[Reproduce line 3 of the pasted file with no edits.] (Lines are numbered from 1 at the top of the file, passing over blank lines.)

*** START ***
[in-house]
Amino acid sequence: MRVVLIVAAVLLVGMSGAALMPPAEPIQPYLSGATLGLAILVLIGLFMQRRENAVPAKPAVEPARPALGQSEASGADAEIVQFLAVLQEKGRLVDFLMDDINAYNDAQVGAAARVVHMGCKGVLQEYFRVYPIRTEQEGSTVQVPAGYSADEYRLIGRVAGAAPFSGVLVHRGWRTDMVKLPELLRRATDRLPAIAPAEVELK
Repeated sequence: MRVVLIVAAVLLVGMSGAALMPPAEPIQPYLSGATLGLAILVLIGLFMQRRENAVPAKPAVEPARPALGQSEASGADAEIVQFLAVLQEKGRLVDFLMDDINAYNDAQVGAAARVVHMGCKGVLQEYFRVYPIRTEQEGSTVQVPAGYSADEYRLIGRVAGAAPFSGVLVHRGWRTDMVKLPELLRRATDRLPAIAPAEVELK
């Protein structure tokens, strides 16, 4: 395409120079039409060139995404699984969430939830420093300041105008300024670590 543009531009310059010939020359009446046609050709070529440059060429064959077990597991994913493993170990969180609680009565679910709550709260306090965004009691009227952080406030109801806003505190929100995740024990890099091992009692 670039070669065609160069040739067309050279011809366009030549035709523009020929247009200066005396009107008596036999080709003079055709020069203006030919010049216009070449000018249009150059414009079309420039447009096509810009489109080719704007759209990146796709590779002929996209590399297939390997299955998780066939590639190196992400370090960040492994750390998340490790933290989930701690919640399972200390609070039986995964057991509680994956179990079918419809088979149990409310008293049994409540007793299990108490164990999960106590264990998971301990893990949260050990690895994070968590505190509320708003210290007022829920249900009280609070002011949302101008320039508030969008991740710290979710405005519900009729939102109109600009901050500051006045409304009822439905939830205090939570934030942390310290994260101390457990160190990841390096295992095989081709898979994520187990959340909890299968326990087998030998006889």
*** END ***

Repeated sequence: MRVVLIVAAVLLVGMSGAALMPPAEPIQPYLSGATLGLAILVLIGLFMQRRENAVPAKPAVEPARPALGQSEASGADAEIVQFLAVLQEKGRLVDFLMDDINAYNDAQVGAAARVVHMGCKGVLQEYFRVYPIRTEQEGSTVQVPAGYSADEYRLIGRVAGAAPFSGVLVHRGWRTDMVKLPELLRRATDRLPAIAPAEVELK